At the time of this writing, there are no widely known tools capable of detecting unexpected changes to Web Widget code without a substantive departure from how they are typically deployed. Depending on the Web Widget, code changes may occur with each visitor request. Some websites have opted to locally proxy / host Web Widget traffic to obtain some visibility and control, but this approach may break some Web Widget functionality.

Is it possible to limit the permissions granted to a Web Widget?
For Internet Explorer 6 users and above, IFrames support a security=restricted attribute designating that the Web Widgets must run in the browsers Restricted Sites Security Zone. Restricted Sites Security Zone prevents running of JavaScript / VBScript, invoking ActiveX controls, sending cookies, redirecting to other sites, and so on. If a Web Widget provider is not considered trusted, trustworthy, or doesn’t need this functionality, then using this feature is highly recommended whenever possible.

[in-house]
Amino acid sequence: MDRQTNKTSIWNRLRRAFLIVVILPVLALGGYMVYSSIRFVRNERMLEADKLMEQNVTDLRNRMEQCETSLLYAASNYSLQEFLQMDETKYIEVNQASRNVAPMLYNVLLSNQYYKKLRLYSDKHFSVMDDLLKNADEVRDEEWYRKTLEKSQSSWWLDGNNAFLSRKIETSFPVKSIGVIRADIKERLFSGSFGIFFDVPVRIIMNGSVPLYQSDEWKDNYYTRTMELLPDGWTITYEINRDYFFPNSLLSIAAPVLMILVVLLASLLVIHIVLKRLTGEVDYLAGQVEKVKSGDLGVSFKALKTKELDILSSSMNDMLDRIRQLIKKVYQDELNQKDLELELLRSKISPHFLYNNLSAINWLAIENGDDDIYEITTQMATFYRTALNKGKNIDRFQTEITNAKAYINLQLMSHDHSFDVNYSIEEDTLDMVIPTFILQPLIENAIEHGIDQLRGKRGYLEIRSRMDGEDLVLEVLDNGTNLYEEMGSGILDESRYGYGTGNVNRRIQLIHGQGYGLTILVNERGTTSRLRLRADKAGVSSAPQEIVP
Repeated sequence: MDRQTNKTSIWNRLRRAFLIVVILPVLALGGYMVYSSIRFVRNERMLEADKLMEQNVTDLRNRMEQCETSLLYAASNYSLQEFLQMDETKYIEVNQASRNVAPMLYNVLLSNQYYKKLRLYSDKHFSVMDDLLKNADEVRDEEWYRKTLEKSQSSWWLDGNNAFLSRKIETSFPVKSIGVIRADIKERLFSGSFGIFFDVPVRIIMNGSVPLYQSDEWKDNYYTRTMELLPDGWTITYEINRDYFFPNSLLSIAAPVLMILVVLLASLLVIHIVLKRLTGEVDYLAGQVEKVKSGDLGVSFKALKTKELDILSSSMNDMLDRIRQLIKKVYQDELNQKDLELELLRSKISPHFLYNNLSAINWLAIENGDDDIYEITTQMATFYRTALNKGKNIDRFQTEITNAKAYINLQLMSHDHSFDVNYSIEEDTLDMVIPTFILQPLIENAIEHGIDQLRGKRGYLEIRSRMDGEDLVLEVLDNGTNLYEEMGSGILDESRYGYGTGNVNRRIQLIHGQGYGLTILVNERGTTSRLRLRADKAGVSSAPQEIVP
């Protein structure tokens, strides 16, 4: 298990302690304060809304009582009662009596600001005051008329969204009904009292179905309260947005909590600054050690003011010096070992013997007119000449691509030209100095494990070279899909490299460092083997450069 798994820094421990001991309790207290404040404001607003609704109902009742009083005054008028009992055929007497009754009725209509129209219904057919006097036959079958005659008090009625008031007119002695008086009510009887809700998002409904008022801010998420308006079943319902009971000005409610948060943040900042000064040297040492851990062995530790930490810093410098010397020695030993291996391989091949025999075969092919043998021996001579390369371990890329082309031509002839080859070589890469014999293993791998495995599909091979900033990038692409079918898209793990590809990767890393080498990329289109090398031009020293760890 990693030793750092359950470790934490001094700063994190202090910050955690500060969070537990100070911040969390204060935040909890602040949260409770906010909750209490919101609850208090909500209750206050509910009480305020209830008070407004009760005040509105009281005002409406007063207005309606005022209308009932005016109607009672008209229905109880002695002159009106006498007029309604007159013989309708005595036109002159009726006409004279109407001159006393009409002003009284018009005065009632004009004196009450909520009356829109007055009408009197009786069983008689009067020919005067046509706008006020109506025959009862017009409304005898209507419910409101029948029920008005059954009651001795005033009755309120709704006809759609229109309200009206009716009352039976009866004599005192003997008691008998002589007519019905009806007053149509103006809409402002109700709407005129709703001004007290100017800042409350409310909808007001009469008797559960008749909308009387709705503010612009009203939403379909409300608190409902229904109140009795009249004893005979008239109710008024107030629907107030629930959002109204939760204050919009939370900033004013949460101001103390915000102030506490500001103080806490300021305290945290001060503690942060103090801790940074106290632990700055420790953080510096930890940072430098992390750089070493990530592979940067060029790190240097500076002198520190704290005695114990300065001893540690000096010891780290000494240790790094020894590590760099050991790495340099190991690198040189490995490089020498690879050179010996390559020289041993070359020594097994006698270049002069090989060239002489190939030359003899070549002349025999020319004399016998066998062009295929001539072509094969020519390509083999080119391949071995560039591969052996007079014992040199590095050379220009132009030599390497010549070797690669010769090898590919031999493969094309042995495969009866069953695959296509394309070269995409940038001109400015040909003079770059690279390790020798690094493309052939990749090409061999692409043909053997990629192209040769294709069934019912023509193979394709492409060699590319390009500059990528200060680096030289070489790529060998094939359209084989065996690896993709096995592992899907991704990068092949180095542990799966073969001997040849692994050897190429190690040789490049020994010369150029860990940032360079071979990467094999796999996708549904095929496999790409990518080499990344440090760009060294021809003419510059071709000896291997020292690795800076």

What business process controls are recommended for using Web Widgets?
Organizations should have a well-defined and enforced process for the vetting the security and trustworthiness of third-party Web Widgets before they are deployed. This will require the third-party Web Widget provider to legally consent to a security assessment. Secondly, while not always possible for business reasons, WebWidgets should not be used on website that require a high level of security assurance.

What are the security risk for third-party Web Widget providers?